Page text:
3. Philanthropists have an essential role to play in stimulating, supporting, shaping, and even subsidizing socially beneficial entrepreneurial business activities.

In this paper, I will state the arguments for each of these principles, particularly in the context of poverty reduction, the focus of this conference. 7 I will then explore the new challenges facing philanthropists who use enterprise as a tool for achieving their social objectives, and will close with observations about how we should move forward.


Proponents of the philanthropic use of enterprise point out that social and economic issues are inextricably intertwined. Anyone who wants to create lasting solutions to social problems would be wise to include business methods and market-oriented approaches as part of their overall tool kit. This is particularly true when the social problem being addressed is poverty in the developing world. They are not claiming that all social problems are amenable to market-based solutions or that any major social problem will be solved by business methods alone.

This reflects a turn away from charity, in the classic alms-giving sense. While charity may be necessary to relieve the symptoms of severe poverty, most of those fighting poverty would agree charity does not provide a lasting solution. Some, such as Muhammad Yunus, the founder of Grameen Bank, pioneer in microfinance, and 2006 Nobel Laureate, believe charity can be downright harmful. He observes, “When we want to help the poor, we usually offer them charity. Most often we use charity to avoid recognizing the problem and finding a solution for it... Charity is no solution to poverty. Charity only perpetuates poverty by taking the initiative away from the poor. Charity allows us to go ahead with our own lives without worrying about those of the poor. It appeases our consciences.” 8 Not all proponents of social entrepreneurship would be as harsh in their assessment of charity, but most of them take pains to distinguish their work from charity.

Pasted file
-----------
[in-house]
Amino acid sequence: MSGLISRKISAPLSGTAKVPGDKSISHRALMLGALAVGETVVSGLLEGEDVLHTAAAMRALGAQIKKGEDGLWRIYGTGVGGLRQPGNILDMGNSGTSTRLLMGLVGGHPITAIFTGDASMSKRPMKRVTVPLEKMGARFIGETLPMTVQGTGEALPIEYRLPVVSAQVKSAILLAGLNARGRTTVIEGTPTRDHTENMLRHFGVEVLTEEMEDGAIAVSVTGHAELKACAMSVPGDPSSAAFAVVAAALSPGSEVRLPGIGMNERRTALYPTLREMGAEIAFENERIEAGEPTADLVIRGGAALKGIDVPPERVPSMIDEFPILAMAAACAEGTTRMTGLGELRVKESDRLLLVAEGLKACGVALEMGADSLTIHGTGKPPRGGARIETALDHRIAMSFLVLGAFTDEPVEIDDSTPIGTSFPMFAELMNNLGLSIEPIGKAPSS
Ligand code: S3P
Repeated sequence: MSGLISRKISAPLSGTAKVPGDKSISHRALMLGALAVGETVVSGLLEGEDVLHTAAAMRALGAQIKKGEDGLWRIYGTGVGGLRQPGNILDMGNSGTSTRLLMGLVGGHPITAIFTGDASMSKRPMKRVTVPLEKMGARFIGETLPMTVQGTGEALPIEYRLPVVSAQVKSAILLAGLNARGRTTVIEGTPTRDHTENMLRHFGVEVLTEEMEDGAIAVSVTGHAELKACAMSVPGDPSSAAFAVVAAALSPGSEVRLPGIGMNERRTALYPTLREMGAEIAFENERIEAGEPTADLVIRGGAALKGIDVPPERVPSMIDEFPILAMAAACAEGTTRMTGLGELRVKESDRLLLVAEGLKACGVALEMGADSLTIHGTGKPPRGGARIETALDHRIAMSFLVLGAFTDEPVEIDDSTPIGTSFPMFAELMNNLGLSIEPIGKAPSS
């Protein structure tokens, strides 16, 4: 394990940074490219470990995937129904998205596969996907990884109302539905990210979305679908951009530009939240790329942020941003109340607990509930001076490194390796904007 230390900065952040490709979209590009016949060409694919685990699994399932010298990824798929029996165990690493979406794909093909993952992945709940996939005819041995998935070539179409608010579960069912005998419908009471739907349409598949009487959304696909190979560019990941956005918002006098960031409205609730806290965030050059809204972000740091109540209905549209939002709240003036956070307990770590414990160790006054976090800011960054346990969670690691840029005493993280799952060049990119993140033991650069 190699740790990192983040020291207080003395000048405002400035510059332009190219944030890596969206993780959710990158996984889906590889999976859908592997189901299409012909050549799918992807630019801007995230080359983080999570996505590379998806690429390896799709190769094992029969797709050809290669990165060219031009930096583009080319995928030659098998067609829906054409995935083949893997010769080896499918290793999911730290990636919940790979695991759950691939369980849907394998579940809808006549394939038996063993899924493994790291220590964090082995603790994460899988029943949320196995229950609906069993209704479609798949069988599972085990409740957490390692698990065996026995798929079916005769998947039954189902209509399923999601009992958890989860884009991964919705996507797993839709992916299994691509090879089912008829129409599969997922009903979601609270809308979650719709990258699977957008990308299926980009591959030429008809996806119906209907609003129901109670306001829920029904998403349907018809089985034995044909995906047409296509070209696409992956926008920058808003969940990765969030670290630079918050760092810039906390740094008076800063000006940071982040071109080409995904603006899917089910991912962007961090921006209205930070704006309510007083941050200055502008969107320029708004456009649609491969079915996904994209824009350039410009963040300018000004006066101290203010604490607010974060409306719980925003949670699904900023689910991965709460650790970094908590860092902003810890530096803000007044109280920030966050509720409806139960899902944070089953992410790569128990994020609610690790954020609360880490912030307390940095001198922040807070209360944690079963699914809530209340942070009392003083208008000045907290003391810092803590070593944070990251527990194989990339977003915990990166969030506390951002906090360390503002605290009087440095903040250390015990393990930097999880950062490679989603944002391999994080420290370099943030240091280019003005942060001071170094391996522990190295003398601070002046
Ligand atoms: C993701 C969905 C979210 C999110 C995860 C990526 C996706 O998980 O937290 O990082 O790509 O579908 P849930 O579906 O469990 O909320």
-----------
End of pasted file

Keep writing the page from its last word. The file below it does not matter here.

Gregory Dees, “Taking Social Entrepreneurship Seriously: Uncertainty, Innovation, and Social Problem Solving,” SOCIETY, vol. 44, no. 3, March/April 2007.

6 It is important to note that social entrepreneurship is not simply about enterprise creation. It is about finding innovative solutions to social problems. Enterprise is only one tool social entrepreneurs might use. For a general introduction to the concept, see David Bornstein, How to Change the World: Social Entrepreneurs and the Power of New Ideas, (Oxford University Press: New York, 2004).

7 Social enterprise is not simply about poverty reduction. Enter[rise can be used to address any area of potential social improvement, including health care, education, the environment, the arts, and so on.